9. To be fair though, because you did it the right way I'd imagine that "what you want" to eat is now healthier than previously? That's kind of the thing I find with eating - if you get into/build habits the right way they stick way better, and it doesn't become a thing you 'have' to do but just 'what you do'. Semi-related in that it shows that the way you frame things makes a big difference: "[The phrase] I don’t is experienced as a choice, so it feels empowering. It’s an affirmation of your determination and willpower. I can’t isn’t a choice – it’s a restriction, it’s being imposed upon you. So thinking “I can’t” undermines your sense of power and personal agency. The difference between thinking “I don’t” and “I can’t” can be quite dramatic. In one study, students with a healthy eating goal were instructed that when faced with a temptation, they should say to themselves either I don’t do X or I can’t do X. (e.g., I don’t eat candy versus I can’t eat candy.) On their way out of the lab, they were told that they could choose a token of appreciation for their participation in the study: a chocolate bar or a granola bar. Who chose the healthier option? Sixty-four percent of those who said I don’t, compared to only thirty-nine percent of those who said I can’t. In another study, twenty adult women who were working toward a health and fitness goal were encouraged to use either I don’t or I can’t language when they were tempted to lapse (e.g., skip the gym, grab a donut, etc.) On each of the next ten days, these women checked in via email to report on whether or not the strategy was working for them – if not, they were told they could stop using the strategy. By the study’s end, 8 out of the 10 women using the I don’t strategy were still using it successfully, while only 1 of the 10 who used I can’t lasted that long." I've personally found that it rings true for me, and also does in a positive sense if you switch it to "I do _____" vs. "I can ____".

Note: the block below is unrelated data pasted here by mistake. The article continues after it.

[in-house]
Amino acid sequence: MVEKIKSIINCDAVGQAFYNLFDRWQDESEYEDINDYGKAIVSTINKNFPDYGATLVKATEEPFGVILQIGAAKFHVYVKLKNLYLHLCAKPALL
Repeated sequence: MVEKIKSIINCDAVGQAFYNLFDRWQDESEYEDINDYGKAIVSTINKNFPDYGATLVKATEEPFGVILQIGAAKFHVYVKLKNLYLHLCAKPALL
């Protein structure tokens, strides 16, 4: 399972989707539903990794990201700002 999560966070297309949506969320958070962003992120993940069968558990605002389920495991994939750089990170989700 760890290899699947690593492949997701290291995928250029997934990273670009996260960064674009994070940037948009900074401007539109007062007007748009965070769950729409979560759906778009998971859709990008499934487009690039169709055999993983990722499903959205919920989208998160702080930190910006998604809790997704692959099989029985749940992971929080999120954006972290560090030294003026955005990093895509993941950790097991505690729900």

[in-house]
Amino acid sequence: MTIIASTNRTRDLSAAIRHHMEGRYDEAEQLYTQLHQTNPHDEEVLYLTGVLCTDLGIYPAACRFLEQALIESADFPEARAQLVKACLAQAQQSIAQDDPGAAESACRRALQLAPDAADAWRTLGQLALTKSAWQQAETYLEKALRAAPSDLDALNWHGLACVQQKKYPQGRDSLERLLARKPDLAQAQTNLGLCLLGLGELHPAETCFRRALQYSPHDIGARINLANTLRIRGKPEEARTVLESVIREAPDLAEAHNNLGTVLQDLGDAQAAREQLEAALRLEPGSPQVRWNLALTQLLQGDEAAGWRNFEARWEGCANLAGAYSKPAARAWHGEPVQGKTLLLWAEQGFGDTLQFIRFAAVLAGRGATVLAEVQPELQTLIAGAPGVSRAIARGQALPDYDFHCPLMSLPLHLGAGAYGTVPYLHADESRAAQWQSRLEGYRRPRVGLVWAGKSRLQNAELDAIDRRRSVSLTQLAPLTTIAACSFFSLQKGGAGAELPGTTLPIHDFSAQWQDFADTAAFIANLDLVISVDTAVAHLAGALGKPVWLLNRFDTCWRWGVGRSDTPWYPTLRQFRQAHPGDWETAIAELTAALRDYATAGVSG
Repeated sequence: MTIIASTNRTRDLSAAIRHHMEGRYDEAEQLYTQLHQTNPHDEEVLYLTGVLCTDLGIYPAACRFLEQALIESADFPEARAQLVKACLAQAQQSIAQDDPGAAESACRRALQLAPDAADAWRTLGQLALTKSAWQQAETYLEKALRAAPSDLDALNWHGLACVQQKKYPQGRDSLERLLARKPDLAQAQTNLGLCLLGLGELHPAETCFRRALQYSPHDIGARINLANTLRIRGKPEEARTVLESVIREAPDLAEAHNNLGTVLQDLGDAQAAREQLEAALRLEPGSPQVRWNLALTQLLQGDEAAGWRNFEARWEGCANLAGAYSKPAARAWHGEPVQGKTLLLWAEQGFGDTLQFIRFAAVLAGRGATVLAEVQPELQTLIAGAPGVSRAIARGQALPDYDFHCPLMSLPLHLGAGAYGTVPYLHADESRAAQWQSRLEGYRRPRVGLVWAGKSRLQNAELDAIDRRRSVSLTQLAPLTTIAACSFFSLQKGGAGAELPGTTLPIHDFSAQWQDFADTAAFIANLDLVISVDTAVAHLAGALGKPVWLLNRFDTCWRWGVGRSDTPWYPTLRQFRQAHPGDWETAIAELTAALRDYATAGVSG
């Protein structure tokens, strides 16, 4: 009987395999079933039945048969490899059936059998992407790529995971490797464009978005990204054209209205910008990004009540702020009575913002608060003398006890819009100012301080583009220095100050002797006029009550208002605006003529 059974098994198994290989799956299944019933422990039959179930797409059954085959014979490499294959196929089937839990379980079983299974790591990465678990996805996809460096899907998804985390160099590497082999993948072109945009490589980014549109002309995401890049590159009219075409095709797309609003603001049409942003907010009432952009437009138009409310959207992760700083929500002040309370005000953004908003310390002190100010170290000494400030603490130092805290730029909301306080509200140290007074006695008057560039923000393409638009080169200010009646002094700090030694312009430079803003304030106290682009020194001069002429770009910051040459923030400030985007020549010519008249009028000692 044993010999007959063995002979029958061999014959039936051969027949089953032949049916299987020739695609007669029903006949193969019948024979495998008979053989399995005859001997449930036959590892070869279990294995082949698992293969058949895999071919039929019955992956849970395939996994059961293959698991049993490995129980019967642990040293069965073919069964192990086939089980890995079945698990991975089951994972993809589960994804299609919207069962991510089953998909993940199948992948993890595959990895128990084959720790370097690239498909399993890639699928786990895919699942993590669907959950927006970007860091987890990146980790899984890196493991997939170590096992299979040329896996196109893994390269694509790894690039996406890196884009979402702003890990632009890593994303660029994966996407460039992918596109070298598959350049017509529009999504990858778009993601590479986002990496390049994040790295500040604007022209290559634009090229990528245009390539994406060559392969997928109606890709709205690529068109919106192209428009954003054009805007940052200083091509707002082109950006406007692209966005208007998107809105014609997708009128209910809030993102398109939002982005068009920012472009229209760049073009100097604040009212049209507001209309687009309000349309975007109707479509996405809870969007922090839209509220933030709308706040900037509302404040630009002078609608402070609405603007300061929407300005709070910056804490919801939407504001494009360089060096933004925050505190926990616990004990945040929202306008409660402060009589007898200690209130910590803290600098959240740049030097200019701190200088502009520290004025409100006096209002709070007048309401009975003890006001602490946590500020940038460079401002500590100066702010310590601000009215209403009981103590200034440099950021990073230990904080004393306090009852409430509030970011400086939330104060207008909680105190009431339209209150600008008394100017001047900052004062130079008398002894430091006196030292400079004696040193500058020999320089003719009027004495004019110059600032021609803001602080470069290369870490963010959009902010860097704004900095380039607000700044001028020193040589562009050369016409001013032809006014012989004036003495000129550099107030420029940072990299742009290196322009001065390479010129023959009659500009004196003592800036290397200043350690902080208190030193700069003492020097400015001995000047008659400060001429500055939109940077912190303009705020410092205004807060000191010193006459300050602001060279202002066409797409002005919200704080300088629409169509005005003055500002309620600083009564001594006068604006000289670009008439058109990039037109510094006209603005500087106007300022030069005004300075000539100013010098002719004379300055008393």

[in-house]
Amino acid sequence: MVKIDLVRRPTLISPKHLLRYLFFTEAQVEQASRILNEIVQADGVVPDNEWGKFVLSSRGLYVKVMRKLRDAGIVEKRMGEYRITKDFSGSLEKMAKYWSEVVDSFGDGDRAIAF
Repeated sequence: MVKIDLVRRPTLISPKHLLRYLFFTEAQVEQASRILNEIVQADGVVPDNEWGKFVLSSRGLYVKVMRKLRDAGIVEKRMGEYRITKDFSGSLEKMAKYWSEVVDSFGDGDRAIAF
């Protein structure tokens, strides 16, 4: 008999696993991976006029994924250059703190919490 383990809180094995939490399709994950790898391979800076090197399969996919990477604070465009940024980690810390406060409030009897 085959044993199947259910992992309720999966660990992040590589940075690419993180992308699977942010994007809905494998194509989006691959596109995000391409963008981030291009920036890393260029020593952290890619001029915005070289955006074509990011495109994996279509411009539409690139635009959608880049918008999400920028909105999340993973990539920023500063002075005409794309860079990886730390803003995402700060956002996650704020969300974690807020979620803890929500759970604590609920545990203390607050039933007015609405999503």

10. How old is that info? Only reason I ask is that the Skye front triangle has become longer every year, so relative to the Fourplay it's not as different as it used to be.
  11. Heavier, restrict fluid flow and cost more. Kevlar seems to be the better option for most The difference between the Trial Zone and Tech 3 levers are the extra adjustment and strength on the Tech 3 levers. The Trial Zone is a little lighter, but that's the only real benefit. The caliper on a Trial Zone brake is the same as that on a Tech 3 Trial Zone brake.
  12. People in glass houses...
  13. Try harder Tyre on and inflated helps, as does getting a friend involved. Give it a countdown and both try and give the wheel a hard twist at the same time. You need to shock the bond between the two apart rather than just trying to overwhelm it by pulling harder.
  14. That would probably also need a complete change in the structure/distribution of trials companies though. Most companies offering cheaper carbon frames like YT or Canyon don't use the same dealer system as most other MTB companies which is why they can offer that price. It's not the same for the 'big brands', and trials companies tend to use a similar model to them.
  15. It is a bit overkill, but you're talking to someone who used to have a 203mm Avid BB7 on the front of their mod back in the day